Great Snowshoe Hikes in North Tahoe

Loch Leven Lakes
The location of the summer trailhead is shown incorrectly on the 1955 topo map — the trailhead was relocated a half mile to the east, where the snowshoe description begins.

Described in an early edition of Jeffrey Schaffer's classic guide The Tahoe Sierra as"probably the best constructed trail in the Tahoe Sierra," the path to Loch Leven Lakes is a very popular summertime trip for hikers. However, a winter excursion along the same route provides the antithesis to the summer experience. Although some cross-country skiers approach High Loch Leven Lake from the east via a marked trail, few winter enthusiasts accept the challenge of a snow trip along the summer trail's route.

There are a couple of obstacles to surmount on the way to the lakes. First of all, during years of heavy snows, you may have to shovel some steps into the snowbank at the highway just to get started. In addition, you must cross the frequently traveled Southern Pacific Railroad tracks and face the same problem with the snowbank on the far side. This trip also requires some basic route-finding skills, but reaching the lakes is not particularly difficult.

Along with the solitude, snowshoers will find the Loch Leven Lakes to be quite scenic. Each of the three lakes possesses its own unique charm. The open terrain near the beginning of the trip and around the lakes periodically provides fine views of the surrounding countryside.

How to Get There

From Interstate 80, take the Big Bend exit (1-1/2 miles east of Cisco Grove and 6 miles west of the Soda Springs exit). From the exit ramp, follow old Highway 40 for 0.9 mile to the plowed parking area on the north side of the road. A Forest Service block building with a pit toilet is at the west end of the parking area.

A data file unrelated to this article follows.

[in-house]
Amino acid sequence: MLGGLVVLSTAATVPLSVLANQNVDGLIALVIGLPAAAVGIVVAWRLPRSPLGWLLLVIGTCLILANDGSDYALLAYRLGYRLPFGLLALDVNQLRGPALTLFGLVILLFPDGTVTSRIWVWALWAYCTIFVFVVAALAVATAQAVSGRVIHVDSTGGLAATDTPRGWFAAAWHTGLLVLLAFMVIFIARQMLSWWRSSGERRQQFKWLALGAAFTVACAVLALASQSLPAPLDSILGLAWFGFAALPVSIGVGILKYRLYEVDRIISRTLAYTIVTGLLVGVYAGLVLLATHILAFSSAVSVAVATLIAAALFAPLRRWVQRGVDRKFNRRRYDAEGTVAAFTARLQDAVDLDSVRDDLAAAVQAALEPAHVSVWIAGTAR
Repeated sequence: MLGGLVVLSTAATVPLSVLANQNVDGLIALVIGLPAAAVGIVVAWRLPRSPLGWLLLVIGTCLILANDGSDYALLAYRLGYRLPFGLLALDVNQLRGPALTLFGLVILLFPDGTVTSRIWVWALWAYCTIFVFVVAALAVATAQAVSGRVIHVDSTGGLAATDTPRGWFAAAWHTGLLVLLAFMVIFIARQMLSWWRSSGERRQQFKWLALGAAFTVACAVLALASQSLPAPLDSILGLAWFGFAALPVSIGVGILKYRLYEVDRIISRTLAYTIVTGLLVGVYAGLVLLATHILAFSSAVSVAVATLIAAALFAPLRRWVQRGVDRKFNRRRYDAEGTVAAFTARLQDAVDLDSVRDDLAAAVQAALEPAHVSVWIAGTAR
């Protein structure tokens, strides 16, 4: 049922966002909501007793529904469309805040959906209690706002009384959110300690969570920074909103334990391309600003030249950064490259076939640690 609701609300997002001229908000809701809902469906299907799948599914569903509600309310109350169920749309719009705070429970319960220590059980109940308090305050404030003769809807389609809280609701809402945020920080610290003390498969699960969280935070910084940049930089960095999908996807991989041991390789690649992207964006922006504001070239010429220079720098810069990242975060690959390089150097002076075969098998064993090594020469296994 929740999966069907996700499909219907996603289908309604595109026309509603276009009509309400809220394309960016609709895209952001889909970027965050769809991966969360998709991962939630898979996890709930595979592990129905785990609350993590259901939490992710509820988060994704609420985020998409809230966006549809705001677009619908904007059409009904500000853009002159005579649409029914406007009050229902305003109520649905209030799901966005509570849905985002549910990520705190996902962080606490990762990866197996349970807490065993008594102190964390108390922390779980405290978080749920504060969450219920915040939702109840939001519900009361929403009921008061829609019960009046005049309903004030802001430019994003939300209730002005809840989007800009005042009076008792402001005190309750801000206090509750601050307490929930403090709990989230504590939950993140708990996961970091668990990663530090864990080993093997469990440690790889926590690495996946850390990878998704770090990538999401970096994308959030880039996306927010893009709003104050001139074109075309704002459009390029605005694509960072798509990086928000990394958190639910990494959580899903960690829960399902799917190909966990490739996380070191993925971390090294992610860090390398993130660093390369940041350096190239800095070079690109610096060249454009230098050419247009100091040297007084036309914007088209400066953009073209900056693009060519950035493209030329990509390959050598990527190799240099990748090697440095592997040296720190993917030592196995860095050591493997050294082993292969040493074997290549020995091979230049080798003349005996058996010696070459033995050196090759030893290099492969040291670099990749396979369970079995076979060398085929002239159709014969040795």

On a generally southward course, head directly up the moderately steep hillside amid scattered pines, firs, and cedars, attempting to anticipate a course that will result in the least amount of elevation loss on the far side. Beyond the top of the hill, you must descend into deeper forest and, three-quarters of a mile from the trailhead, cross a creek, which eventually feeds into the South Yuba River.

Past the creek, you begin climbing again, quickly reaching a double set of railroad tracks near a trestle. Keep an ear out for approaching trains — those chugging uphill are easily heard, but the ones descending from Donner Pass make far less noise and can sneak up on the unwary. If gaining the slope above the highway was difficult, you may have similar problems negotiating the snowbank on the far side of the tracks.

From the tracks, resume a moderately steep climb south through forest cover of pine and fir. Heading to the right of some bare cliffs, make a steady ascent southeast toward the top of the ridge. Near the crest you have nice views to the north of the Donner Summit area, thanks to a covering of lighter forest. For the next half a mile you will find gentler territory between the top of the ridge and the first of the Loch Leven Lakes. Open, rolling terrain characterizes the area, the granite of summer softened considerably by the snows of winter. From the first lake proceed over a low hump, where you have fine views of the surrounding countryside, to the second and largest of the lakes. To reach High Loch Leven Lake you must travel another quarter mile, bearing east through a notch.

Come in from the Cold

Rainbow Lodge, a quarter mile east of the trailhead, offers breakfast, lunch, and dinner in a comfortably rustic mountain style at moderate prices. They also have a bar menu with appetizers and hot drinks, as well as a bed-and-breakfast package. Phone: (530) 426-3871.

View: Trail Map


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